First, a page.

2007-SummerC-Midterm-1-Key

2007-SummerC-Midterm-1-Key - Manashi Chattelfjee,Ph.D. Chem...

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Unformatted text preview: Manashi Chattelfjee,Ph.D. Chem 3 OB — Summer C 2007 Last Name Student ID Number : “ Name Of your TA: Rebecca / Eric / Jesus (Please Circle) Total: Discussion Section - Day : Time: / Chem 30 B Summer C 2007 Midterm # 1 (90 mins) Friday August 17, 2007 Be C N F Ne 1.5 1.2 1.5 G 1.8 2.1 2.5 3.0 C Ge S Br KI 1 0 16 1.8 20 2. 2 8 1.0 1,7 1.8 19 2.1 2.5 l l a ' DO NOT OPEN THIS EXAM UNTIL INSTRUCTED TO DO SO Manashi Chatteljjee,Ph.D. Chem 3 0B — Summer C 2007 1. [12 + 15 points] Give the major product of the following reactions. Please indicate stereochemistry and include stereoisomers Where ever possible. Please indicate “No Reaction” where appropriate. MCPBA CHZCIZ MCPBA:me la-Chl oroperoxybenzoic acid K2CI207 ——> | H2804 0 OH ' [oJ M, o [M L Ohd _.___, Lei-om: NaOEt Cl , EtOH Manashi Chatteijee,Ph.D. Chem 3 OB — Summer C 2007 f. HBr (1 mol) —-——————-——-————> o g NaCN O ethanol:H20 h. .0509 7% 02 OH Hirotr O H _._——_—> H —————-> O OH NaH503 ,sz (Indicate the correct reagents that are required to do the above transformation in the boxes) Manashi Charla/jeaPhD. Chem 3 OB — Summer C 2007 i 2. [12 points]. Only one combination of 1k lhalide d QCOX .de appropriate for the er 5 preparation of each of the following ethers by Williamson et ynthesis. What is the correct combination in each case? halide. Should 21. (En In \ ( I r0 0 rt” NHL-.1] hahr'c (2°) b. CH2=CH-CH2-O-CH(CH3)2 Mamas/117 Chatteljjee,Ph.D. Chem 3 OB — Summer C 2007 3. [6 points]. Given the epoxide of absolute configuration as shown, decide which one of the compounds A through C correctly represents the products of its reaction with sodium methoxide in MeOH. \K ‘ . EFL) )ctd€ GPA no 4 n I} 1,2-epoxy-1-methyl-cyclopropane pwtnung e, G‘F mu LLB/(Trilaleflé A N: n O V . k _ , ' f6 (U’bO‘fl OHCKILS less SttvtkfllU [\MdH“ 5“ > OH H3CO HO CH3 0 OH H A c 4. [6 points] How can IR spectroscopy distinguish between the following compounds? Use information fiom the IR table attached at the end of the paper. 3. __OH ha5 a, bi’GCkCigfl. OH 3 (“TC/Hg K. (A f,” ’3 (a c; I ’35 go and |:> \NIH not - will Shem} © gzg of alKem: 4 c [6 20 m I650 rm VS; Cgc of (XlK-tjfle C 2| 00 7 22,00 2‘) (J C '-:-C"'/l:\ 5 O I O _ V5 3m 5 Manashi Chatterz’eeth. Chem 3 OB — Summer C 2007 5. [12 points]. How will you convert 4-pentyn-1—ol to 4-heptyn-1-ol? Show all the steps and reagents required for this transformation. : N66 0'1 [1' (\dd 2 (or b on f; 0 two kmds (If (lucid P'rcfuns m gtm‘hne} wtka U1 (1“ - L1H 2 (ii-t" LjOM (ficx‘flVWOE r . fl 6 {Ti “SC- NQ C, V P r c. h" of N ( of t , I / OH ( st be“ > h q T‘C 4L Ho 6 A ~ “f 9 Na LPE W;\ rterwvi“ i f 't Br Al Lg la h C’ "\ /l RM Zr ( 'L bond (.Q; nfiuHUfl I s; « o Manashz' Chatleljee,Ph.D. Chem 308 — Summer C 2007 6. [12 points]. Identify and circle the correct compound in each case. Give a reason for the observation (less than15 words): /- [Jim 9 a. Methyl pentyl ether 0 2-methy1—pentano evolves a gas after reacting with NaH. 7 \WI/ y \C"‘/\/\/ V3615 m (4 Cuba ‘H I does not" read tot/{w Nat/ /\,/K/0H + [Va H ,,__._._7 \i/OWNCAT + 9/2» T Ow H 15 +he a (461! C prev/Law H0 (4 f 1:, abS’H’aFr'd by H — g- (1VG‘9 (“n 90.5 (7 U0! UPI/"t ' b. Dimethyl ether or isopropyl alcohol is more soluble in water. ’ OH h a s C H 1% a (t (a n hydmye 1*) bond" more Polar ///<€ dissoivv“) (die) .' SC;/Libi(i with H) Lb," 2L (“30 L413~O—-LL/‘f3 ls Lr750/ub/e SMKK 'Z" ("’Hm‘r H~-b(*0d H—bond donor) a is [(-53 polar khan A/‘ccho/S //—"‘ m—v-—\._ _\\ c. 2—isopropyl-5—methyl-cyclohexanol or (Mthylcyclopropanolddoes not undergo oxidation with chromic acid. W' o. (“I . . If rY\ ("Hajl ’ LHCID YUP” HO! ’ 5 a 3 KA/C‘CJ’W/ 2 - “(05> “a rt L, under 5' U OKAC-LJHOI’) 2 ("Manhole (jH/(‘f [C 6 forth . DH 0 (C2 ) ,JL —~————-7 '2. alcohol" Manashi Chatteljjee,P/1.D. Chem 3 OB — Summer C 2007 7. [15 points]. Propose a mechanism to account for the acid catalyzed dehydration shown below. Show curved arrows to show movement of electrons and include all intermediates that are formed during the course of the reaction. OH st04 _______. + H20 warm DHV < MC for L t J I a , “a g X eltmmal-rcm ((—______ Manashi Chatterjee,Ph.D. 8. Chem 308 — Summer C 2007 [10 points] IR spectrum A and B belongs to compounds with molecular formula C4H802 and C4H100 respectively. Identify the functional group present in the two /4 molecules and draw one possible structure for compound A and B. / lUD lkflv€c (' \i fl *4)“ l‘W/Ct H U ‘1‘ 2 1R W15" L 3 U“ fisc— (utd g c r ” (2 gtfl m: ~C‘H 1" I Fl / A] Functional Group: [Ester AJ/Oh Possible Structure: u—r—fi—fir-rrfifi.. f—w—vrfi .r—w j .—— — T.— r s ,»—w 9—. E l 4 “100 3000 EDD“ HRVENUMERI .Il 1500 1000 5110 . e the V . A 0 A‘ B] Functional Group: Possrble Structure: w (L." “(U “nth V009, oxygen {3 M i '\ h" (txlttlwl / t‘fhcr 53 h (it s Vi C v OH r u 3000 EDDIJ NHVENUHIER' -n| but? ("l “631+”. ullt‘ m ‘ C' Esp s 'y'\(;- km? 5 r plum“ bum Cl 5 LVWNPKJlndS n_l__._._._r_r__._.._._._T_.—,—.—..—r——.—.——.—.—7——.: I —..— a , . —-.————, —1 “100 15110 1000 EEO “Git (3 O . Aldehyde/k (4030c) ‘ a will have idea] LUflgt’lflinlf'lC‘W 2 0C etheV & a have r -v 9 o r (l H (j Cum Inna h on YW (Li C. (a h e r L \Ntll hove M m n 2.16 Infrared Spectroscopy: An Instrumental Method for Detecting Functional Groups 79 Mates] 7 Characteristic Infrared Absorptions of Groups Frequency Group Range (cm—1) intensitya .A. Alkyl C—H (stretching) 2853—2962 (m—s) lsopropyl, —CH(CH3)2 13804385 (5) and 1365—1370 (s) tert-Butyl, —C(CH3)3 1385—1395 (m) and ~ 1365 (s) B. Alkenyl C—H (stretching) 3010—3095 (m) C=C (stretching) 1 1620-1680 (v) Rr-CH:CH2 985—1000 (s) (out—of—plane and 905-920 (s) R2C=CH 2 (C—H bendings> 880—900 (s) cis-RCH=CHR J 675—730 (5) trans—RCH=CHR 960—975 (s) ‘C. Alkynyl EC—H (stretching) ~ 3300 (s) CEC (stretching) 2100—2260 (v) D. Aromatic Ar—- H (stretching) ~ 3030 (v) Aromatic substitution type (C~H out—of‘plane bendings) Monosubstituted 690—710 (very s) and 730—770 (very s) o-Disubstituted 735 —770 (s) m—Disubstituted 680—725 (5) and 750—810 (very s) p—Disubstituted 800—860 (very s) E. Alcohols, Phenols, and Carboxylic Acids O—H (stretching) Alcohols, phenols (dilute solutions) 3590—3650 (sharp, v) Alcohols, phenols (hydrogen bonded) 3200—3550 (broad, s) Carboxylic acids (hydrogen bonded) 2500—3000 (broad, v) F. Aldehydes, Ketones, Esters, Carboxylic Acids, and Amides C=O (stretching) 1630—1780 (s) Aldehydes 1690—1740 (s) Ketones 1680-1750 (s) Esters 1735—1750 (s) Carboxylic acids 1710—1780 (5) Amides 1630—1690 (5) - G. Amines N— H 3300—3500 (m) H. Nitriles C5 N 2220— 2260 (m) “Abbreviations: s = strong, m = medium, w = weak, v = variable, ~ = approximately. Because IR spectra of even relatively simple compounds contain so many peaks, the pos— sibility that two different compounds will have the same IR spectrum is exceedingly small. It is because of this that an IR spectrum has been called the “fingerprint” of a molecule. Thus, with organic compounds, if two pure samples give different IR spectra, one can be certain that they are different compounds. If they give the same IR spectrum, then they are very likely to be the same compound. ...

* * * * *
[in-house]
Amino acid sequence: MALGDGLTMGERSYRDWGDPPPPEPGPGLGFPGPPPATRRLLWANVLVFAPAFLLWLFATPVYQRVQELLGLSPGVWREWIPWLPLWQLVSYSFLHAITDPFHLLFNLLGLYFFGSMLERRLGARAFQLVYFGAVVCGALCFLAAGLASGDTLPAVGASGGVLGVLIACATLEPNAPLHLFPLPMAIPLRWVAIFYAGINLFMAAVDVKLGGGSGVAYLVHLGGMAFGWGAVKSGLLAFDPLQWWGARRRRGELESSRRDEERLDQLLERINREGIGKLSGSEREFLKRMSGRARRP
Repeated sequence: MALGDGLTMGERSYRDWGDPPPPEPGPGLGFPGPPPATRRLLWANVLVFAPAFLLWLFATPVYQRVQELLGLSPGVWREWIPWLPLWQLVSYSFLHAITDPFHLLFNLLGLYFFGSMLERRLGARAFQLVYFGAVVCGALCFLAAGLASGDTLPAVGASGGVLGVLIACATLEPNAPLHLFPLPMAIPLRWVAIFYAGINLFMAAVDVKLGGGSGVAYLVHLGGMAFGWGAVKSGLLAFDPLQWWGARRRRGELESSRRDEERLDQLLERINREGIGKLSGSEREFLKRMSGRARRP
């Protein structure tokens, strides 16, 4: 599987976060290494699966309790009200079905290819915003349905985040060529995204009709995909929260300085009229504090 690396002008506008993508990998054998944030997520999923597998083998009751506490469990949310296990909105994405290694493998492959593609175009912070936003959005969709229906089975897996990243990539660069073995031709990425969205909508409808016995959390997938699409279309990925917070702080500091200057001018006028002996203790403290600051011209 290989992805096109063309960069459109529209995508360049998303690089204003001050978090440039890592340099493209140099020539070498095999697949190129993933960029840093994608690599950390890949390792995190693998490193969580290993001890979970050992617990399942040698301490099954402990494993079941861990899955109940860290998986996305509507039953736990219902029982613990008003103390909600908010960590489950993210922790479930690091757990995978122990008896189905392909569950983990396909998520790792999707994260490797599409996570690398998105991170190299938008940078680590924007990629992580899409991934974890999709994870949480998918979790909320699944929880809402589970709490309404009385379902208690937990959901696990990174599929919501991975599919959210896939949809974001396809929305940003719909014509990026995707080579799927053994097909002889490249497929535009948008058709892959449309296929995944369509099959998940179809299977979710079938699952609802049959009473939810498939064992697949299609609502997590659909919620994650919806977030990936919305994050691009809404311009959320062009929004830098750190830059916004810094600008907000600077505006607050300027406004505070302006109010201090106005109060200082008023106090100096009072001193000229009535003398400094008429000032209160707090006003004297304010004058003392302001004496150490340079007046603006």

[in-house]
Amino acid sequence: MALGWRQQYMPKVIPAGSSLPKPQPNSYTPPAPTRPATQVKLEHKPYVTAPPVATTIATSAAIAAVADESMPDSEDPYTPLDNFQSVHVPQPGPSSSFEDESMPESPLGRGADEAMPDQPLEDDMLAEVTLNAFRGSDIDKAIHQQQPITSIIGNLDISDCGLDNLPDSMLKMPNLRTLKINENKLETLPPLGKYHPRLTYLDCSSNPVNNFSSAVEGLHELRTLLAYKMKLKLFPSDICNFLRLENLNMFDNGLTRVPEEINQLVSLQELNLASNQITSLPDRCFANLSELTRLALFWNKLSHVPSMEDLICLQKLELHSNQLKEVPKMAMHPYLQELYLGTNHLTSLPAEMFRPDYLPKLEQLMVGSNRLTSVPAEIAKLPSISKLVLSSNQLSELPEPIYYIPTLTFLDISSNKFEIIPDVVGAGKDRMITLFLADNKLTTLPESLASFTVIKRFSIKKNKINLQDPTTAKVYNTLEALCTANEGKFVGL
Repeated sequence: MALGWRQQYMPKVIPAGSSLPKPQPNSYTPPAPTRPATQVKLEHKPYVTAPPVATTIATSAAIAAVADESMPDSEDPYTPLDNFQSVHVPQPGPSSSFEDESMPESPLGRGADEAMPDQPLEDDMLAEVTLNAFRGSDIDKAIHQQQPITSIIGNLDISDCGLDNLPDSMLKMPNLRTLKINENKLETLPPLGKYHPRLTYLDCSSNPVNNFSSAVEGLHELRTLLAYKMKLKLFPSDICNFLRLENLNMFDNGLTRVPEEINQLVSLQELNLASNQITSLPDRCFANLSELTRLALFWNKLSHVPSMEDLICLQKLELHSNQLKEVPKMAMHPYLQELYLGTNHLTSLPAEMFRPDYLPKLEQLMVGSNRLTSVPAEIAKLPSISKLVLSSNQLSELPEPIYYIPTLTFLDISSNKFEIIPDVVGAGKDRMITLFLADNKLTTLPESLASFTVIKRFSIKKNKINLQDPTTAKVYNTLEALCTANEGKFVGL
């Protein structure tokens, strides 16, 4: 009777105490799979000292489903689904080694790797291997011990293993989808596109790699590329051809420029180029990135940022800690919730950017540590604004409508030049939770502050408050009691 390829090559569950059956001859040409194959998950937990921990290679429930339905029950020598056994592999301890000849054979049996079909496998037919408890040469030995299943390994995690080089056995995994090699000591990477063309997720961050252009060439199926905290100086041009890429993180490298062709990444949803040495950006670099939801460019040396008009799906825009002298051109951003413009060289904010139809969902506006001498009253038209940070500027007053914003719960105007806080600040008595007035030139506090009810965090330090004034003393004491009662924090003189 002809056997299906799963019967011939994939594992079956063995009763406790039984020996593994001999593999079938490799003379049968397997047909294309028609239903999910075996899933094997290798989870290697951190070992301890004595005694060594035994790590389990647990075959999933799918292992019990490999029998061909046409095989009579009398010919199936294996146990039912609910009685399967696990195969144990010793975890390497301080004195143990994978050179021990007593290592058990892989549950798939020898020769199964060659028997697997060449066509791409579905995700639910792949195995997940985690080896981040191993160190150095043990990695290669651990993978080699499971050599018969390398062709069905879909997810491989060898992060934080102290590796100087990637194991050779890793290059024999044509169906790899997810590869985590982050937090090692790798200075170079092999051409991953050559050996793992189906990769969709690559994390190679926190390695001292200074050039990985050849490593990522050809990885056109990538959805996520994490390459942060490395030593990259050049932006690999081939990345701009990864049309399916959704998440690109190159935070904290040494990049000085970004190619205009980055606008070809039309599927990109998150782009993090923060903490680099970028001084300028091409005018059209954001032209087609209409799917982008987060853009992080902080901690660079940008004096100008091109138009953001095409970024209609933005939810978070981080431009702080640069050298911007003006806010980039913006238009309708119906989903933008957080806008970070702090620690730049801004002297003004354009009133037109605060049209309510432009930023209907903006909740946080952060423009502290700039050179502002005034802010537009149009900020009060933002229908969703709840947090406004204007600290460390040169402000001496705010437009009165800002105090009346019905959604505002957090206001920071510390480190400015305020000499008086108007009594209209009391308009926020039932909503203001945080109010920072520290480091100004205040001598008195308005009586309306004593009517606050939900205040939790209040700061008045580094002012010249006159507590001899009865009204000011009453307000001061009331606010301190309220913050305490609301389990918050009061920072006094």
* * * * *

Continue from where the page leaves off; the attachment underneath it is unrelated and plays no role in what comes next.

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This note was uploaded on 09/23/2008 for the course CHEM 30B taught by Professor Rubin during the Summer '05 term at UCLA.

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2007-SummerC-Midterm-1-Key - Manashi Chattelfjee,Ph.D. Chem...